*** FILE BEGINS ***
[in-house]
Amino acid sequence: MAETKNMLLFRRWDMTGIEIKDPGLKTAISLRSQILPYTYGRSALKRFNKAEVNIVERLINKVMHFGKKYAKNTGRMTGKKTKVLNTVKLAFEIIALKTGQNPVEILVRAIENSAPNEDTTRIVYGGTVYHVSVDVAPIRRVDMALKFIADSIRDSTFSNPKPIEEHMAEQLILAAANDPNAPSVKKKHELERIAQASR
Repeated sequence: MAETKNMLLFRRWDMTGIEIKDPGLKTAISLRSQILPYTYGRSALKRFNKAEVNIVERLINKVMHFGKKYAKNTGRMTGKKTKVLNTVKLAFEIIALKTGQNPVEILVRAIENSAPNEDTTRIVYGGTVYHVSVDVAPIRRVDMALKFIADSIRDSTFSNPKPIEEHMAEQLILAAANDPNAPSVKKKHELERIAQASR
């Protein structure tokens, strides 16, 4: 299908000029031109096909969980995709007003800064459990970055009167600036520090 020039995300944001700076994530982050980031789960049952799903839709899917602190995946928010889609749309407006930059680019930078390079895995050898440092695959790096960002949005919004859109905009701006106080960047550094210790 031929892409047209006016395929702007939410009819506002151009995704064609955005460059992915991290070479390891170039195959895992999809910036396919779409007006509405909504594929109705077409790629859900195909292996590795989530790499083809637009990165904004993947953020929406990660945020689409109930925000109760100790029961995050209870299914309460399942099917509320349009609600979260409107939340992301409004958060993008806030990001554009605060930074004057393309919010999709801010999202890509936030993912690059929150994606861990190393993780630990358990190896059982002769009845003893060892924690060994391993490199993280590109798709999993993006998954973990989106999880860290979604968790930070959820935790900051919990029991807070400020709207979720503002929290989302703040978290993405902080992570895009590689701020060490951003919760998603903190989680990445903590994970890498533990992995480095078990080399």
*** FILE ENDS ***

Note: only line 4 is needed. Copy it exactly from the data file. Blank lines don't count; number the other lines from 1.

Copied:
């Protein structure tokens, strides 16, 4: 299908000029031109096909969980995709007003800064459990970055009167600036520090 020039995300944001700076994530982050980031789960049952799903839709899917602190995946928010889609749309407006930059680019930078390079895995050898440092695959790096960002949005919004859109905009701006106080960047550094210790 031929892409047209006016395929702007939410009819506002151009995704064609955005460059992915991290070479390891170039195959895992999809910036396919779409007006509405909504594929109705077409790629859900195909292996590795989530790499083809637009990165904004993947953020929406990660945020689409109930925000109760100790029961995050209870299914309460399942099917509320349009609600979260409107939340992301409004958060993008806030990001554009605060930074004057393309919010999709801010999202890509936030993912690059929150994606861990190393993780630990358990190896059982002769009845003893060892924690060994391993490199993280590109798709999993993006998954973990989106999880860290979604968790930070959820935790900051919990029991807070400020709207979720503002929290989302703040978290993405902080992570895009590689701020060490951003919760998603903190989680990445903590994970890498533990992995480095078990080399």